The Doggy Bag: The Lemonade Edition

The Lemonade Edition

By Staff Jun 3, 2012

Everyone answers to somebody, so we, the staff at, have decided to defer to our readers.

“The Doggy Bag” gives you the opportunity to speak about what is on your mind from time to time. Our reporters, columnists, radio hosts and editors will chime in with their answers and thoughts, so keep the emails coming.

In this edition, readers are looking at some sticky situations for prizefighters. In the very near future, some notable MMA faces are going to have to make the best of bad situations. Who will make the lemonade while the others cry on their citrus?

Martin Kampmann’s winning streak and if he can shed his rep as a gatekeeper. Daniel Cormier’s thrilling rise and how it impacts his chances to challenge for the UFC title. Jon Jones’ DUI and what it means for his star power. Jason Miller’s UFC flameout, retirement and what it means for the “Mayhem” brand. Let’s not forget injury talk, either. These are the issues that have marked the recent history of MMA, and the fallout will shape crucial contours of the sport’s future.

MMA is throwing out wrenches left, right and center. Which of these fighters will be keen enough to grab one and build with it?

Kampmann’s last three fights have seen him beat three very good welterweights, and the last two wins came in thrilling fashion. Unfortunately, I find myself so bored when Kampmann wins, even in thrilling fashion, because I can’t see him as anything more than a gatekeeper. How am I supposed to get excited for this guy against Georges St. Pierre? I even think Carlos Condit smashes him in a rematch. I just can’t get over that image, no matter how much he wins. What’s wrong with me? -- Jake from Virginia

Jordan Breen, administrative editor: This isn't a masturbation-in-a-Catholic-house question. There's nothing “wrong” with you at all. Rather, you've got one of the most common forms of cognitive bias in prizefighting.

Your situation isn’t unfamiliar. Why do people think Stefan Struve is in intense, immediate peril any time he faces a heavyweight who can punch, no matter how bad that opponent is on the ground? Why do people still expect St. Pierre to go down in a heap any time he gets punched? Why was Chael Sonnen known simply as a “screamer” until he discovered that it was (or wasn’t) low-T? People are powerfully impacted by the psycho-visual cues they store away. If a fighter gets crushed unceremoniously in a high-profile fight, it often takes willful effort to recalibrate and correct how we think about this athlete.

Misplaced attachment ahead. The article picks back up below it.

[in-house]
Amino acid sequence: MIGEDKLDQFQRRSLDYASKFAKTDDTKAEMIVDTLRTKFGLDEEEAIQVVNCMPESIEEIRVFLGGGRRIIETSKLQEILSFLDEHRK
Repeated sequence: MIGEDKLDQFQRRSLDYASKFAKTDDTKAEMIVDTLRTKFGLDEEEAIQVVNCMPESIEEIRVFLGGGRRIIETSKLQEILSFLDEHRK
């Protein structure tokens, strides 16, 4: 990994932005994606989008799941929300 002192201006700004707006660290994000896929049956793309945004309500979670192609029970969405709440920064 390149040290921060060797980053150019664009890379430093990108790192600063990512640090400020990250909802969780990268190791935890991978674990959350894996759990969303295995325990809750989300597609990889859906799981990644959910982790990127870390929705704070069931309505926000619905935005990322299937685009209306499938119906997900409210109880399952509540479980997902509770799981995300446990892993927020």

With Kampmann, you undoubtedly have an image of the Paul Daley fight in your mind, maybe even Kampmann losing some close decisions. However, no one since Nate Marquardt has really, beyond question, ruined Kampmann’s day. He obviously beat Diego Sanchez, but judges didn’t care. The bout with Jake Shields was nip-tuck, super close. His loss to Daley featured Kampmann getting beaten, for sure, but we’ve come to find out that’s his calling. Based on what we know now, is it crazy to think Kampmann could’ve held out and tapped Daley later if Yves Lavigne gave him a chance?

So, the Dane could easily be on a 10-fight winning streak. He is ostensibly going into a title eliminator with Johny Hendricks, a fighter who he could excel against, especially over 25 minutes. Kampmann is super tough, well-rounded and a sneaky finisher. If you get lazy, one flurry of strikes can end it or one arm under your neck creates a guillotine that makes all your hard work for naught. Kampmann isn’t a Jon Jones-level offensive fighter, but he’s a high-level fighter in, at worst, MMA’s second-best division. If you screw up against this man, you will pay the price.

I’m not sure people will ever “believe” that Kampmann is the guy to beat St. Pierre or to even replicate his win over Condit. However, in five-rounders, Kampmann will always have a chance, and he can strike and submit well enough to have some flexibility.

I still think Kampmann’s rep as “gatekeeper to the stars” might be appropriate. However, at the very least, he’s done enough, not just to get himself a fight away from a UFC title bid but to earn enough psychological slack with MMA onlookers that their reactions to his pursuits shouldn’t be “What? Martin Kampmann? Are you serious?” If a day does come when Kampmann becomes the first Danish UFC title challenger, the MMA world should simply say, “Wow, what a testament to keeping your nose to the grindstone and never submitting to the odds and B.S. that comes with being a UFC fighter.”

And, if you’re going to bet on him, always take the finish and never the points.

Continue Reading » Page Two: D.C.'s UFC M.O.


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